University of New Hampshire, Durham, NH, 03824, United States
Designed for both paired-end and single-end reads, GBS-SNP-CROP is an open-source pipeline that maximizes data usage by eliminating read length uniformity requirements. Through its strategy of SNP calling based on both within-individual to across-population patterns of polymorphism, the pipeline identifies and distinguishes high-confidence SNPs from both sequencing and PCR errors, whether or not a reference genome is available. In the latter case, GBS-SNP-CROP employs a clustering approach to build a population-specific “Mock Reference” of consensus GBS fragments to guide alignment. As demonstrated with a population of 48 tetraploid Actinidia arguta (kiwiberry) accessions, GBS-SNP-CROP performs favorably compared to both the TASSEL-GBS (reference-based) and TASSEL-UNEAK (de novo) pipelines, in part due to its ability to access 4.4 and 2.0 times more sequence data, respectively, for SNP discovery. The pipeline’s modular design permits easy inspection of all intermediate results, and additional tools allow users to convert the final genotyping matrix into formats suitable for downstream analysis in R, PLINK, and TASSEL. To illustrate its practical use, results are presented from two studies of Actinidia species. In the first, de novo SNP data generated by the pipeline facilitated the identification of an extensive number of redundant accessions in USDA repositories, effectively deconvoluting a multi-species, multi-ploidy germplasm collection. In the second, GBS-SNP-CROP results enabled the efficient development of sex-associated markers that are now being used for high-throughput screening of breeding populations. The features of GBS-SNP-CROP make it worthy of consideration by plant curation and breeding programs, and the current version is available at https://github.com/halelab/GBS-SNP-CROP.git.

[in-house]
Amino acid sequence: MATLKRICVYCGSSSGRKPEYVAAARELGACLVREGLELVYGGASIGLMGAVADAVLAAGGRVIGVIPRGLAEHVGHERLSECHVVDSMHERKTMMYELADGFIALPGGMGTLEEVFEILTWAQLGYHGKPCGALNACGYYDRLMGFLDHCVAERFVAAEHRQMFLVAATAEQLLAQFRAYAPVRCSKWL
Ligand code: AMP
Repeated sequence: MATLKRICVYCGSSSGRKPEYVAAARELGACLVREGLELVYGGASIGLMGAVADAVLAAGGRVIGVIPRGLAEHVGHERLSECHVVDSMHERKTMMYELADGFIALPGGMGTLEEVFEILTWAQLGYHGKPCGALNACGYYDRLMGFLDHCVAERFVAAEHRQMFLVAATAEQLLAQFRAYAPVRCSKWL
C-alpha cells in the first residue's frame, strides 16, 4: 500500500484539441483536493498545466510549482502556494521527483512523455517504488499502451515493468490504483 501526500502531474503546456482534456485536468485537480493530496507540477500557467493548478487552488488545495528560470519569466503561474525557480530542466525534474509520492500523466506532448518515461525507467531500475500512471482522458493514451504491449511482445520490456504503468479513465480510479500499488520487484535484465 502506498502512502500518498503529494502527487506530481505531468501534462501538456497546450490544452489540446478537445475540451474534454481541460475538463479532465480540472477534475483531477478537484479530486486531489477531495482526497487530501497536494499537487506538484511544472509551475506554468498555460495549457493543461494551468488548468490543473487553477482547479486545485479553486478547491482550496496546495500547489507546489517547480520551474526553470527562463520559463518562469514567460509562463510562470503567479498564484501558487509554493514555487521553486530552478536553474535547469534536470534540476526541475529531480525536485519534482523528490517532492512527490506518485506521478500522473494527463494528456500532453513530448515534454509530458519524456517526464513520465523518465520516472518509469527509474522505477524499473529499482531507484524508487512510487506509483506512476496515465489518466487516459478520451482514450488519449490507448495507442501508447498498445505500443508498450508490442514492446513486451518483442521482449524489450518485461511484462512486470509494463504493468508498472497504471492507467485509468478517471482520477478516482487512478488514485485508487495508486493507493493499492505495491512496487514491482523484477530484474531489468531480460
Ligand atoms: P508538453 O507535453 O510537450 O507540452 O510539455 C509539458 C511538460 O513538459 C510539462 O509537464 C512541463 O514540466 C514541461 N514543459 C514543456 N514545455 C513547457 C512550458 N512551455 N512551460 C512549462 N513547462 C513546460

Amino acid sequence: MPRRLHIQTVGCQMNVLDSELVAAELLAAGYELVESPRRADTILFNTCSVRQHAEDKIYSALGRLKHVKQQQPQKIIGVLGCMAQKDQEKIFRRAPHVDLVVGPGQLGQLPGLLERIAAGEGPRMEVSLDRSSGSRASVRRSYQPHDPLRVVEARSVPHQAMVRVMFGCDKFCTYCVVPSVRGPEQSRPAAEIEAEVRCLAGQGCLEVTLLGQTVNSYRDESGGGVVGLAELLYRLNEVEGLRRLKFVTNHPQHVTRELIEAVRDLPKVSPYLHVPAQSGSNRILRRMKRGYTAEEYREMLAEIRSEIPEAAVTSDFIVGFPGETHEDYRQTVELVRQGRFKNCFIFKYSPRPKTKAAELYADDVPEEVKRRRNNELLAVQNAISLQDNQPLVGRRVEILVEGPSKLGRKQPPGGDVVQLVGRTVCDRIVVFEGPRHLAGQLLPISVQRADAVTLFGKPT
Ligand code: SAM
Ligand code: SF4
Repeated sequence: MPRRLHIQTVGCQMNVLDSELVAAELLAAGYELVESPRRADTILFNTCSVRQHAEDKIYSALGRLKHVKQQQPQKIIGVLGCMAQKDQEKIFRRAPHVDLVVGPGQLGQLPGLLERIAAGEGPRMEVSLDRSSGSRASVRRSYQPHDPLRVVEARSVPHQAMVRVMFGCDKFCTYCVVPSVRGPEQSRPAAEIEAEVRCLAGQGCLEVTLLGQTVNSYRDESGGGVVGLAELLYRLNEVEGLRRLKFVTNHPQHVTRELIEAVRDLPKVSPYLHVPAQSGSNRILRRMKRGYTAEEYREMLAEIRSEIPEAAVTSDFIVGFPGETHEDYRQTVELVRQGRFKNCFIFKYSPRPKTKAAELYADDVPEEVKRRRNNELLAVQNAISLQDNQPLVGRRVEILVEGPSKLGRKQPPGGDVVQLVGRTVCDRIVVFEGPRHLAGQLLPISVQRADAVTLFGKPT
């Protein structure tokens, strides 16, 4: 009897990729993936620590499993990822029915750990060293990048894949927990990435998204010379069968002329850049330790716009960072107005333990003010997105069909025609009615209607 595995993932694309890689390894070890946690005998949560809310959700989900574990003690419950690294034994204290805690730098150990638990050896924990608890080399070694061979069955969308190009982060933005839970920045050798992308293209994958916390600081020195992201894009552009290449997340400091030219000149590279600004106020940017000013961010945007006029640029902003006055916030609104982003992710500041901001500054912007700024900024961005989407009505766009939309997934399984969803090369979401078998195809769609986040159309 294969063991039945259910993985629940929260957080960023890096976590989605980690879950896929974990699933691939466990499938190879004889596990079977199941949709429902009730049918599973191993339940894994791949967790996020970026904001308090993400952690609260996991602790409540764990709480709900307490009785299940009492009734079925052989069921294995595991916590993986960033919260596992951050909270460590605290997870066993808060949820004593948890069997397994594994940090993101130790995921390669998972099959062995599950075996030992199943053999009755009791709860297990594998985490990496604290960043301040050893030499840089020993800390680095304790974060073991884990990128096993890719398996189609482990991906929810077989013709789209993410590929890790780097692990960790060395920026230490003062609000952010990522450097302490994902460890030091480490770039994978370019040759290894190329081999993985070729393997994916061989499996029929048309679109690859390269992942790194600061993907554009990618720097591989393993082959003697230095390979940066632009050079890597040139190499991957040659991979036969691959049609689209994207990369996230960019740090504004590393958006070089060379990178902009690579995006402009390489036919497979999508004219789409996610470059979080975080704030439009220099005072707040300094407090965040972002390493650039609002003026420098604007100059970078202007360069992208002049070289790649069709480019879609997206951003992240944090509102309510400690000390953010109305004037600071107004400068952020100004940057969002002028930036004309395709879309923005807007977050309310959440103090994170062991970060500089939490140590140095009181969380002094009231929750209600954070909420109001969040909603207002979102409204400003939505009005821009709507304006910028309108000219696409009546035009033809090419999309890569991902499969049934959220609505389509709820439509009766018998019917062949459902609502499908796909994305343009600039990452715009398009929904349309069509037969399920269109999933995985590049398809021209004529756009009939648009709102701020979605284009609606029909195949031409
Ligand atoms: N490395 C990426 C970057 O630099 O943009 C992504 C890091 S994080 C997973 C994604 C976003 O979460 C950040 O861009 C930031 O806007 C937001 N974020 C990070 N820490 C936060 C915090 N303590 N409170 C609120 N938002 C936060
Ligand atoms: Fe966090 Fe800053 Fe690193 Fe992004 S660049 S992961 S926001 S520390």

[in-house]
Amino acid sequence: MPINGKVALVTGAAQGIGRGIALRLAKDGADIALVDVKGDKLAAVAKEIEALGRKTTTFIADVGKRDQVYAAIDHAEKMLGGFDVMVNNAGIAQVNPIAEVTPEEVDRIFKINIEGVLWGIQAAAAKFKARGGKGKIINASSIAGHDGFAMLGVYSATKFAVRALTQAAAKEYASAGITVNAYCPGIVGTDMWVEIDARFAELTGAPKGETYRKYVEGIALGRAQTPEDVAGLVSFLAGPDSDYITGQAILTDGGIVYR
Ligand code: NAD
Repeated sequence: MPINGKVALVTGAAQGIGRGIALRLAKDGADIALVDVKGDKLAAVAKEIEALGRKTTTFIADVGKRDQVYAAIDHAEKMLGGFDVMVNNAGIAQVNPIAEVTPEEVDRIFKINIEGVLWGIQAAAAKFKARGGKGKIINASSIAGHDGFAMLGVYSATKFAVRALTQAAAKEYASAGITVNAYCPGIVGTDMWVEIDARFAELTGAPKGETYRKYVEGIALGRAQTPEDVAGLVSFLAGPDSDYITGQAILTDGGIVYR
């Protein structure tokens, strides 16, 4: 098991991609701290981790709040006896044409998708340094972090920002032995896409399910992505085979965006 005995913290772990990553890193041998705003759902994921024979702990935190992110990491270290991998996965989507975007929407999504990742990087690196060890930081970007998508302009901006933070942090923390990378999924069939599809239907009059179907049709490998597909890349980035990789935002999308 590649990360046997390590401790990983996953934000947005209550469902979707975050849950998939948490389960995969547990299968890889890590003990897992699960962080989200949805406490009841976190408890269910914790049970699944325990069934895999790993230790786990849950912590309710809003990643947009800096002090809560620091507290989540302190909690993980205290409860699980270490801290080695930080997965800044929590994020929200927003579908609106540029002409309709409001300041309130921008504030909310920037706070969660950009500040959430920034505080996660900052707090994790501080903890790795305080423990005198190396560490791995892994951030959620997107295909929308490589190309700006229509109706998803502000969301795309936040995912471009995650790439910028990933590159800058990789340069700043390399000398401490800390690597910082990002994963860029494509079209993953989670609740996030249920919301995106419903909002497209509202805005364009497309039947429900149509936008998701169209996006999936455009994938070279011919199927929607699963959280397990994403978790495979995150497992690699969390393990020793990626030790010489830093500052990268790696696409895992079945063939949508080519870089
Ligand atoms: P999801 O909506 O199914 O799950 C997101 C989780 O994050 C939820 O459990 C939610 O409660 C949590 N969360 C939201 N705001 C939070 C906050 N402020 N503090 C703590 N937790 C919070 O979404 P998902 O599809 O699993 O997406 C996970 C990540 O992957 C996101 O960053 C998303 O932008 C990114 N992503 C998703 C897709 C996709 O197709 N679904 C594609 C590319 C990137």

Arthur Melo concluded his Ph.D in January of 2015 in Genetics and Plant Breeding at the Agronomy School from Federal University of Goias, Brazil. Since February of the same year, he joins the Professor Iago Hale Lab at College of Life Sciences and Agriculture from University of New Hampshire as a Bioinformatic Postdoctoral Research.